• EWB-UK National Research & Education Conference 2011 UK Confere ‘Our Global Future’ 4th March 2011settlement. It is a warning against narrow focused approaches, whether heavily top down intervention or purely grass- top-down grassroots. The current climate of neo-liberal self help, having conquered over many interventional approaches, is in fear of liberal self-help,pulling the balance too far towards the community and fragmenting cities.The sheer scale and global occurrence of squatter settlements demands that there be real understanding of why and howthese areas develop or stagnate. Without this understanding the developing countries will stay developing. countriesAcknowledgementsI am very grateful for the assistance throughout the original dissertation from Dr Ombretta Romice of StrathclydeUniversity Architecture Department. The essay was able to build on a strong structure and clear direction and I thank clearerOmbretta for this.BibliographyAbbott (1996) John Abbott. Sharing the city: co community participation in urban management. London: Earthscan .Abbott (2002a) John Abbott. An analysis of infinformal settlement upgrading and critique of existing methodological xistingapproaches. Habitat International Vol 26, Issue 3, . September 2002, pp 303-315Amis and Kumar (2000) Amis, P and S Kumar Urban economic growth, infrastructure and poverty in India: Lessonsfrom Visakhapatnam. Environment and Urbaniz . Urbanization 12:(1):185-196Amnesty International (2006) Amnesty International: Zimbabwe: quantifying destruction: satellite images of forcedevictions 8 September 2006Appadurai (2001) Appadurai, A Deep democracy: Urban governmentality and the horizon of politics Environment and politiUrbanization 2001 13 (2):23-43BPPD and BPS DKI Jakarta (1997) Evalus Evalusasi Rukun Warga (RW) Kumuh DKI Jakarta. Penerbit BPS Kantor Statistik .Propinsi DKI Jakrata.Bromley (2009) Daniel W. Bromley. Formalising proper relations in the developing world: The wrong prescription for propertythe wrong malady . Land Use Policy Journal.Buyamin, A., & Kartini (1998). Forced evictions in Jakarta. In K. Fernandes (Ed.), Forced evictions and housing rightabuses in Asia, 2nd Report 1996-97. Karachi: 97. Eviction Watch Asia, City Press.Charmes (2000) J. Charmes Informal sector, p poverty and gender: A review of empirical evidence. Backgroundpaper for World Development Report 2001 Centre of Economics and Ethics for Environmental and Development, 2001.University of Versailles-St Quentin en Yveliness StDaniels (2004) P.W. Daniels Urban Challenges: the fo formal and informal economies of mega-cities Cities, Vol 21, No. 6, citiesp501-511, 2004Davis(2006) Mike Davis, Planet of Slums 2006 Verso Publishers, London. Soto (2000) Hernando de Soto. The Mystery of Capital: Why capitalism triumphs in the West and fails everywhereelse. 2000. Basic books: New YorkErman (1997) Erman T.Squatter (gecekondu) Housing versus Apartment Housing: Turkish Rural-to-Urban Migrant RuralResidents’ Perspectives. Habitat Intl. Vol. 28, No 1, pp.91-106, 1997.Grimond (2007) Audio interview – a discussion with J Johnny Grimond, writer-at-large for The Economist. The Economist,May 2007Habitat, (2005) UN Habitat. State of the World’s Cities 2004/2005. Earthscan Publishers UK & USA .Huchzerymer (1999). Huchzermeyer, M. The exploration of appropriate informal settlement interventions in SouthAfrica: Contributions from a comparison with Brazil. Ph.D. Thesis, South Africa: University of Cape Town, unpublished.Jeffres, & Dobos (1995) L.W. Jeffres and J. Dobos, Separating people’s satisfaction with life and public perceptionsof the quality of life in the environment. Social Indicators Research 34 (1995), pp. 181–211Kingdon and Knight (2004) Geeta Gandhi Kingdo and John Knight Unemployment Kingdon in South Africa: The Nature ofthe Beast World Development Vol. 32, No. 3, pp391 ent pp391-408, 2004.Kramer (2006) Kramer, Mark. Dispossessed: Life in ourWorld’s Urban Slums. 2006. Orbis Books, New York.Lloyd (1979) Lloyd, Peter. Slums of Hope. ums Hope.1979. Manchester University PressLizarralde,(2008) Gonzalo Lizzaralde. Unexpected negative outcomes of community participation Habitat International32 , 2008Main and Williams (1994) Hamish Main and Stephen Wyn Williams Environment and housing in third world cities John ingWiley and sons, ChichesterMashhour (1999) Mostafa Ali Salem Mashhour Resident’s sense of comtrol, self-esteem and sense of community in esteemaided self-help housing in Egypt Strathclyde University Thesis, unpublished.Posters 162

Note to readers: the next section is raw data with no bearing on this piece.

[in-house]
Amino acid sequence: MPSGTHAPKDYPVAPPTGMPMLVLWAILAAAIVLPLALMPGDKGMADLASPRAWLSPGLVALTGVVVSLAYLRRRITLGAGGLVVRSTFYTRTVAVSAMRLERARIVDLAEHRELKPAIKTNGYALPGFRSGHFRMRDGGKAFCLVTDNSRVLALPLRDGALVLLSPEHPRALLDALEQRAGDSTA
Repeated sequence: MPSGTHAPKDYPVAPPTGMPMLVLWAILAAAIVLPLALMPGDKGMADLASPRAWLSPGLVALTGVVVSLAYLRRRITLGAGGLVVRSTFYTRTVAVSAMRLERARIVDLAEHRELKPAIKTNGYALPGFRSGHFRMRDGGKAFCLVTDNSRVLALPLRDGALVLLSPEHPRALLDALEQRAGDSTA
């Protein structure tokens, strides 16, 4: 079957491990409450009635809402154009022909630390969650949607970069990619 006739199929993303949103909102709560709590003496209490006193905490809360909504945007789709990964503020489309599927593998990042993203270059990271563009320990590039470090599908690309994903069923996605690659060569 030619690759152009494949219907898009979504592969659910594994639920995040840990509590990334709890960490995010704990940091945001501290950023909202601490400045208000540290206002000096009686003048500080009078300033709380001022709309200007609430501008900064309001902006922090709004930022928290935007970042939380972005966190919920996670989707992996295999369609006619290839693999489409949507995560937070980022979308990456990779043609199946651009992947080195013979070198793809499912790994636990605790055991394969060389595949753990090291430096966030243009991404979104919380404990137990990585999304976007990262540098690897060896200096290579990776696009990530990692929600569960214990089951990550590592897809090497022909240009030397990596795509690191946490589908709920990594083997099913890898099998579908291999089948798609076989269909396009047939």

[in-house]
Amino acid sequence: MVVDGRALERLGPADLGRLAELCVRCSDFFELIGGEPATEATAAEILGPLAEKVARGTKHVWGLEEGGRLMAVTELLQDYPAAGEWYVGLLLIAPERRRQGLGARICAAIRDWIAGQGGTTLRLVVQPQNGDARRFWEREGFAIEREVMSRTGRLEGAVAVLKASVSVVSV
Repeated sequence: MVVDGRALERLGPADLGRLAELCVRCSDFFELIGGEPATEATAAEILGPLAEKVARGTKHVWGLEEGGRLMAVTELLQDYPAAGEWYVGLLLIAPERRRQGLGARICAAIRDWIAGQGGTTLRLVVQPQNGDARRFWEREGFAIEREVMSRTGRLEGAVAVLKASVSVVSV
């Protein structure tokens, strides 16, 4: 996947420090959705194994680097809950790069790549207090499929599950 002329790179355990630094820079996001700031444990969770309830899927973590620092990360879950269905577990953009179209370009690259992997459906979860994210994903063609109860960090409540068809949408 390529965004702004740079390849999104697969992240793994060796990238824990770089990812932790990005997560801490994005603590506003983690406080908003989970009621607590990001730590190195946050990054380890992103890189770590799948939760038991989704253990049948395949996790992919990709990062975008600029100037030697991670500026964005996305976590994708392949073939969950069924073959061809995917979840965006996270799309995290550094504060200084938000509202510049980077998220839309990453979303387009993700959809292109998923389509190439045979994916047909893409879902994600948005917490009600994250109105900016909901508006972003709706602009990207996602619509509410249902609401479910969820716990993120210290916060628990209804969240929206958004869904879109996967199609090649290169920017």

• EWB-UK National Research & Education Conference 2011 UK Confere ‘Our Global Future’ 4th March 2011Mingione (1996) E. Mingione Urban poverty and the underclass: A reader Blackwell Oxford and Cambridge, MA Blackwell,Moser (1996) C. Moser Confronting Crisis: A summ summary of households responses to poverty and vulnerability in four poorurban communities Environmentally Sustain Sustainable Development Studies and Monographs Series, No. 7. 1996. World Bank,Washington DC.New Internationalist (2006) NI 386 Squatter Town: The South’s Urban Explosion January/February 2006Neuwirth (2005) Neuwirth, Robert. Shadow Cities: A Billion Squatters, a New Urban World. 2005. London: RoutledgeNijman (2008) Jan Nijman Against the odds: Slum rehabilitation in neoliberal Mumbai Cities 25 (2008) 73 – 85 Mumbai.Pacione (2001) Michael Pacione Urban Geography: a global perspective Routledge Publishers, New York YorSengupta & Sharma (2009) Urmi Sengupta & Sujeet Sharma. No longer SukumasissL Challeneges in grassroots-led grassrootssquatter resettlement program Kathmandu with Sepcial reference to Kirtipur Housing Project. Habitat International 33 ent . Habit(2009) 33- 44Shapiro (1985) Shapiro, A L Housing the Poor in Paris, 1850 – 1902. 1985. University of Wisconsin Press, Madison.Sivam (2002) Constraints affecting the efficiency of the urban residential land market in developing countries: a casestudy of India. Habitat International 26, 523 523-537.Turner (1976) Turner, John. Housing by People Towards Autonomy in Building Environments. 1976. Great Britain: People: EnvironmentsMarion Boyars Publishers LtdUN Habitat (2003) UN Habitat The Challenge of Slums: Global report on human settlements 2003. Earthscan Publishers 2003London.Varela -Michel (1997) M. Varela Michel Cultural Adaption and Rural Migrant Hosuing (Mexico). McGill University,MontrealWestaway (2006) Margaret S.Westaway. A Longitudinal Investigation of Satisfaction with Personal and Environmental Environmentaquality of life in an informal South African housing settlement, Doornkop, Soweto. Habitat International. Vol 30, Issue 1, . 3March 2006, pp175-198Winayanit & Lang (2004) Lana Winayanti & Heracles C. Lang Provision of urban services in an informal settlement: a settlemcase study of Kampung Penas Tanggul, Jakarta. Habitat International 28 (2004) 41 – 65Wirth (1938) L. Wirth Urbanism as a way of life American , Journal of Sociology 44, 1 – 24Yeung and Old (2000) H. W. Yeung and K. Old Globalization of Chinese Business Firms MacMillan, London. 2000.Zebardast (2006) Esfandiar Zebardast Marginalization of the urban poor and the expansion of the spontaneoussettlements on the Tehran metropolitan fringe. Cities, Vol. 23, No. 6, p439-454, 2006.Design of a wooden framed bicycleJoshua LewisCardiff UniversityProject BriefHere in the UK, there are many options available to us when it comes to transport, but in many of the sub sub-Saharancountries of Africa, personal mobility is a problematic issue that is faced daily. The public transport services available in daily.these regions are often overcrowded, dangerous and unaffordable. The bicycle is the cheapest form of personaltransportation available, and while bicycles are available in these regions, they are still prohibitively expensive and most prohibitivelylocals cannot afford them. Therefore, these nations are heavily reliant on bicycles donated from the developed world.However, when these bicycles brake down there is a dearth of adequate spare parts available, as manufacturers often nolonger support the older models.What is required is a bicycle that can be made cheaply out of local materials, does not require special tools or skills, andthat can make use of a wide range of spare parts. Due to these requirements it is not possible for the bicycle frame to be possiblemade from traditional materials such as steel or aluminium, and so wood must be considered instead. Such a bicyclemust be an improvement on the bikes currently available in the area, and the needs of the locals must be a accounted forduring its design. If such a bicycle could be designed and tested, plans produced, and assembly instructions developed;then there is the potential to greatly improve the lives of millions of people, whilst also benefiting the economies of theregions affected. Such improvements would free people from poverty and bring greater opportunities to the people ofAfrica.Posters 163